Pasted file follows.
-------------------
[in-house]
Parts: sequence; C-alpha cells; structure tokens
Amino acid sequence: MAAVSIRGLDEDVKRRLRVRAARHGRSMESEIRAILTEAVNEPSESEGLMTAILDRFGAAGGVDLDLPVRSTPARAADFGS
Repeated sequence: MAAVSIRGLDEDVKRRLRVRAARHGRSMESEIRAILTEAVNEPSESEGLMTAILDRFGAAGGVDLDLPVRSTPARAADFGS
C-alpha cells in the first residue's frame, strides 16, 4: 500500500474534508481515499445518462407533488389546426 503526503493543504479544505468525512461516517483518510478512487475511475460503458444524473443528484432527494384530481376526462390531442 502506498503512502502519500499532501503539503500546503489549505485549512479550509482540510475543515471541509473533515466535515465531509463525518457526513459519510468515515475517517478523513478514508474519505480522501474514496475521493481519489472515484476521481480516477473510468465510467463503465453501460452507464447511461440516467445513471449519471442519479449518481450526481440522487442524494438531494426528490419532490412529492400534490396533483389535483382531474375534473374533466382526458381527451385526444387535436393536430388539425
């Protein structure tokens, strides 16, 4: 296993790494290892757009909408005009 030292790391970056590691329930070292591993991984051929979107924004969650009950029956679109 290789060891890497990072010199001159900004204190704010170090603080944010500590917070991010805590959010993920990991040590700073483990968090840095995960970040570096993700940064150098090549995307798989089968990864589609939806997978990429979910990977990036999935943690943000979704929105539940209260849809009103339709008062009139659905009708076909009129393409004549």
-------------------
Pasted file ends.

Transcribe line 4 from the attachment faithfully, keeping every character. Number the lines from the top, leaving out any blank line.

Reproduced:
Repeated sequence: MAAVSIRGLDEDVKRRLRVRAARHGRSMESEIRAILTEAVNEPSESEGLMTAILDRFGAAGGVDLDLPVRSTPARAADFGS